Sep 1, 2010
907
0
0
Visit site
I can certainly attest to rowing for the uninitiated being a real punishment but perhaps not so much for the amateur/professionals.

Also MMA whilst perhaps as skilful as boxing, the participants do not have to endure as much punishment and fatigue as a high level boxer.
 
Mar 10, 2009
420
1
0
Visit site
Machu Picchu said:
I can certainly attest to rowing for the uninitiated being a real punishment but perhaps not so much for the amateur/professionals.
If the question includes training, my vote would go to rowing, based on the amount and intensity of training those poor guys at the nearby rowing club endure.
 
Merckx index said:
FWIW, after the NY Marathon, LA said he had never felt so totally exhausted at any time during his bike racing career. The fact that any fit person can cycle 100 miles a day or more tells you something. Sure, there is cycling and racing, but the fact that riders can race 100 miles a day tells you something. You can't run a marathon every day, not at speeds remotely approaching what you can run on a one day only basis. This is simply because running taxes all the major muscles of the body, not just some of them. The recovery needed from one marathon is far greater than the recovery from one 100+ mile bike race. It would probably be a little different if bike racing didn't involve drafting. It would be harder to do 100 mile TTs every day. But I'm sure racers could do it at speeds not way, way off from what they do it on a one shot basis. Look at the fact that at the end of the TDF, contenders rider ITTs at very high speeds.

In the end, of course, if one sport makes fewer demands on some skills than another, then the cream of the crop spend all their time focussing on just one or a very few skills, to a degree that would be impossible in a sport demanding many skills. So one can always make the argument that any one sport is just as demanding as another. Since bike racing doesn't require a lot of training for agility or hand-eye coordination, racers put proportionally more of their time into endurance training. It's not like they're having it easy, in their own way they're making just as much efforts as athletes in any other sport. But I have the greatest respect for sports that require the widest range of skills, and I just don't see that in bike racing.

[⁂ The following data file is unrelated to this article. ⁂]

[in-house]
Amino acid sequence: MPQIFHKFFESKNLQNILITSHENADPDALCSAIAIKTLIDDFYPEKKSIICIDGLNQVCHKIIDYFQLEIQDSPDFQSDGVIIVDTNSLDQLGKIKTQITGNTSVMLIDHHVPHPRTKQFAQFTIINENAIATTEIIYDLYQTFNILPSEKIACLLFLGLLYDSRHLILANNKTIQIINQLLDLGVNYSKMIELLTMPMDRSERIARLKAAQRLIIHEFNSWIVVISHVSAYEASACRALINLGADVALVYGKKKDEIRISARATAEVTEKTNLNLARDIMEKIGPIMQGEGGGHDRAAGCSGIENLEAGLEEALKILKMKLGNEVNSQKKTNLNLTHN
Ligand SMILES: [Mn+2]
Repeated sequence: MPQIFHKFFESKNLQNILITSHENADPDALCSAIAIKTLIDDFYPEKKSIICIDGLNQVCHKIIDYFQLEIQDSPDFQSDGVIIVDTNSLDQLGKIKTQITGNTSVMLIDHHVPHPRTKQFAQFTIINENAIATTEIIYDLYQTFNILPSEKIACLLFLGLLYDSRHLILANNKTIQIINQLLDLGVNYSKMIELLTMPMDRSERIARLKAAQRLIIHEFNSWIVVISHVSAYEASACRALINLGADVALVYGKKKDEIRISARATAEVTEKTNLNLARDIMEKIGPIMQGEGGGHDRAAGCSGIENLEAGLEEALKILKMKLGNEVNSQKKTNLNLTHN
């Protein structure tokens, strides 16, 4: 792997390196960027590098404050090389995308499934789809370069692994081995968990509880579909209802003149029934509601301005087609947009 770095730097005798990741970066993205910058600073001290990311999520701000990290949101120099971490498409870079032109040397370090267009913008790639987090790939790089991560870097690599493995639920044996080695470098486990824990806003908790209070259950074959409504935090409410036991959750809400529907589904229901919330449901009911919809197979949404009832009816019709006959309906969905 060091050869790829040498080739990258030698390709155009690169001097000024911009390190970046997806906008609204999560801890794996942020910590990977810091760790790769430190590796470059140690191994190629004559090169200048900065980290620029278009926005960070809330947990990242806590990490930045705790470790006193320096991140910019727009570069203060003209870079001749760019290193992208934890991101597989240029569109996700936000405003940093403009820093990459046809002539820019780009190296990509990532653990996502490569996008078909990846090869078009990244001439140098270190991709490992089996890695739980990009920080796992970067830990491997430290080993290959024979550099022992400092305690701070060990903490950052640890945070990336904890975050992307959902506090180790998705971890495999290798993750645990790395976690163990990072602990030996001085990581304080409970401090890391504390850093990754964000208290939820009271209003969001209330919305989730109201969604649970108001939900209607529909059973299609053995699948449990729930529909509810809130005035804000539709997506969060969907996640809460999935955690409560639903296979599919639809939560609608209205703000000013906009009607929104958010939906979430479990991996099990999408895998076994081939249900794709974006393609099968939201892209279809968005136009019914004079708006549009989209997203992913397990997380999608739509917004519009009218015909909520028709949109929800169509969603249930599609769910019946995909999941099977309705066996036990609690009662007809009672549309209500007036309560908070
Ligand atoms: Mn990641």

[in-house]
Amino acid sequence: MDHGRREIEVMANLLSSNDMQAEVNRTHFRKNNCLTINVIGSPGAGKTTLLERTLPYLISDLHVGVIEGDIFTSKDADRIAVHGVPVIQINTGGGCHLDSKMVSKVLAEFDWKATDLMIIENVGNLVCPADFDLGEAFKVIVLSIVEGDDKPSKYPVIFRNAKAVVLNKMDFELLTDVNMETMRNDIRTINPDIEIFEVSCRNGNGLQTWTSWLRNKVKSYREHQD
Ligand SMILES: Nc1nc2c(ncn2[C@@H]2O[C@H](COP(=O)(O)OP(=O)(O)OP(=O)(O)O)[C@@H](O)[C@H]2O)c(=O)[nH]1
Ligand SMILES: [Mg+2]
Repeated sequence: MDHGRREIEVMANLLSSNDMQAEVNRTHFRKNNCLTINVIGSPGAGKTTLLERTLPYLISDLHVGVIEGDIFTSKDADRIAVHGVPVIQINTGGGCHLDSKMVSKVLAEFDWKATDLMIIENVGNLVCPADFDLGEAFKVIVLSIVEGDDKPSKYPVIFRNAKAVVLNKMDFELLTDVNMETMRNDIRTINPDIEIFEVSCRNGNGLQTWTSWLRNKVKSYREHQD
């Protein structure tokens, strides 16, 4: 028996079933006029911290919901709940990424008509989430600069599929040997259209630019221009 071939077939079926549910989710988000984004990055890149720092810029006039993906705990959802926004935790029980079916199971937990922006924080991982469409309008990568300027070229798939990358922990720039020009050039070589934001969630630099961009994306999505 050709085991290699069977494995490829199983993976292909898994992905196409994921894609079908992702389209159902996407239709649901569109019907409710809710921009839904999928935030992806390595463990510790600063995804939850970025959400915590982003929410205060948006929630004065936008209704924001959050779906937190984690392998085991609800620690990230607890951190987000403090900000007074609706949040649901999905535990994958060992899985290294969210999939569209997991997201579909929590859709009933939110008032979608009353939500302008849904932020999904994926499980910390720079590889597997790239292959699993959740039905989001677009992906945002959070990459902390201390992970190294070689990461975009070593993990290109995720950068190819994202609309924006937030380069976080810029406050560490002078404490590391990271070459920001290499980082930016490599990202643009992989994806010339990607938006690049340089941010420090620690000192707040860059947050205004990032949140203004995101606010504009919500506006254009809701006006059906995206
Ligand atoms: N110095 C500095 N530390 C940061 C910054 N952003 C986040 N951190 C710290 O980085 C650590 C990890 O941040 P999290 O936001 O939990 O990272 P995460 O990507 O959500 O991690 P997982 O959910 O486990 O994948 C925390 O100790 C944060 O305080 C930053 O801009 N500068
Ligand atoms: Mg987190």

For me the contrary is the case. If athletes have to train a wide range of skills it is easier. It makes training more enjoyable. A few hours on this, a few hours on that. But to do a sport like cycling, where the only variable is putting oneself through pain, that is as hard as it can possibly get. The number of people who are willing and able to spend hours on the pain barrier every day just cycling cycling cycling is surely lower than the number of people who can train speed for an hour, then hand eye, then strenght, then a bit of endurance. A lot better for the body and a lot better for the mind. Its unnatural to focus entirely on one thing all the time. Thats why in school children never have 8 hours straight of maths followed by 8 hours straight of science, but usually 2 hours of maths, and then a break, focus on something else now.

No one wants to be doing the same thing all day every day. And the number who can is even smaller. Especially when the obsessionb is with pain.
 
I've played dozens of sports in my time - did loads while at school and afterwards. If I was to base it on the "the most tired I've been after doing it", then I'd rate one sport above all the others - water polo.

that was far more knackering than 12 and 24hr xc mountain biking, dirt crits, doing paris-roubaix, sportives, london marathon, western/thai boxing, rowing, rugby (okay only played 2 games of union as a fill-in), aussie rules, football, basketball, cross-country running...
 
Jul 3, 2010
115
0
0
Visit site
Archibald said: